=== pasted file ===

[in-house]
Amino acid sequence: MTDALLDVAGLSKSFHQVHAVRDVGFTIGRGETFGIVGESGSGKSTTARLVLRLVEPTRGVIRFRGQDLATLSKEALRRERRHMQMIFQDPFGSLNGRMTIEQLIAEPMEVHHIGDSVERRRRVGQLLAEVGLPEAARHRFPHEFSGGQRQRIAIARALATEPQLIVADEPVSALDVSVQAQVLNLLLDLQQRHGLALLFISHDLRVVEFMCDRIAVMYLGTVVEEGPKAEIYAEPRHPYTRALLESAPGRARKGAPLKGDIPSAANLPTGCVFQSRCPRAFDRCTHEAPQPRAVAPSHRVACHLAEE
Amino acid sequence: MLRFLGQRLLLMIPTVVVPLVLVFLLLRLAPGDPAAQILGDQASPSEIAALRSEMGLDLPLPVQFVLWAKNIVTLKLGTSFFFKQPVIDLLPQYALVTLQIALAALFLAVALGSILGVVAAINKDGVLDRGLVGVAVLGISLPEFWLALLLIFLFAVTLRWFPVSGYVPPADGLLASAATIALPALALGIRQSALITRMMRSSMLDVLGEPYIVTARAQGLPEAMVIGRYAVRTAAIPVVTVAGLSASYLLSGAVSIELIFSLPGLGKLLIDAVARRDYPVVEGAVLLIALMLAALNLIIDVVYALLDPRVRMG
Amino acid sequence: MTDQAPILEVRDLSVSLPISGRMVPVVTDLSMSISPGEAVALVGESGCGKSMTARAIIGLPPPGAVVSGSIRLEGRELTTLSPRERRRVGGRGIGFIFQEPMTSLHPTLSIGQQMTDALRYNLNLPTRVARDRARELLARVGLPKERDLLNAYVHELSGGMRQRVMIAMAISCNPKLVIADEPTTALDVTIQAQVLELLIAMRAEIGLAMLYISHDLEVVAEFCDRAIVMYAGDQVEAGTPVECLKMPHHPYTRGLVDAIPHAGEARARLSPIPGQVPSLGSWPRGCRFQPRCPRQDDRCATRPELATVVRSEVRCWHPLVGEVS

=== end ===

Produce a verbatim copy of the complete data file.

[in-house]
Amino acid sequence: MTDALLDVAGLSKSFHQVHAVRDVGFTIGRGETFGIVGESGSGKSTTARLVLRLVEPTRGVIRFRGQDLATLSKEALRRERRHMQMIFQDPFGSLNGRMTIEQLIAEPMEVHHIGDSVERRRRVGQLLAEVGLPEAARHRFPHEFSGGQRQRIAIARALATEPQLIVADEPVSALDVSVQAQVLNLLLDLQQRHGLALLFISHDLRVVEFMCDRIAVMYLGTVVEEGPKAEIYAEPRHPYTRALLESAPGRARKGAPLKGDIPSAANLPTGCVFQSRCPRAFDRCTHEAPQPRAVAPSHRVACHLAEE
Amino acid sequence: MLRFLGQRLLLMIPTVVVPLVLVFLLLRLAPGDPAAQILGDQASPSEIAALRSEMGLDLPLPVQFVLWAKNIVTLKLGTSFFFKQPVIDLLPQYALVTLQIALAALFLAVALGSILGVVAAINKDGVLDRGLVGVAVLGISLPEFWLALLLIFLFAVTLRWFPVSGYVPPADGLLASAATIALPALALGIRQSALITRMMRSSMLDVLGEPYIVTARAQGLPEAMVIGRYAVRTAAIPVVTVAGLSASYLLSGAVSIELIFSLPGLGKLLIDAVARRDYPVVEGAVLLIALMLAALNLIIDVVYALLDPRVRMG
Amino acid sequence: MTDQAPILEVRDLSVSLPISGRMVPVVTDLSMSISPGEAVALVGESGCGKSMTARAIIGLPPPGAVVSGSIRLEGRELTTLSPRERRRVGGRGIGFIFQEPMTSLHPTLSIGQQMTDALRYNLNLPTRVARDRARELLARVGLPKERDLLNAYVHELSGGMRQRVMIAMAISCNPKLVIADEPTTALDVTIQAQVLELLIAMRAEIGLAMLYISHDLEVVAEFCDRAIVMYAGDQVEAGTPVECLKMPHHPYTRGLVDAIPHAGEARARLSPIPGQVPSLGSWPRGCRFQPRCPRQDDRCATRPELATVVRSEVRCWHPLVGEVS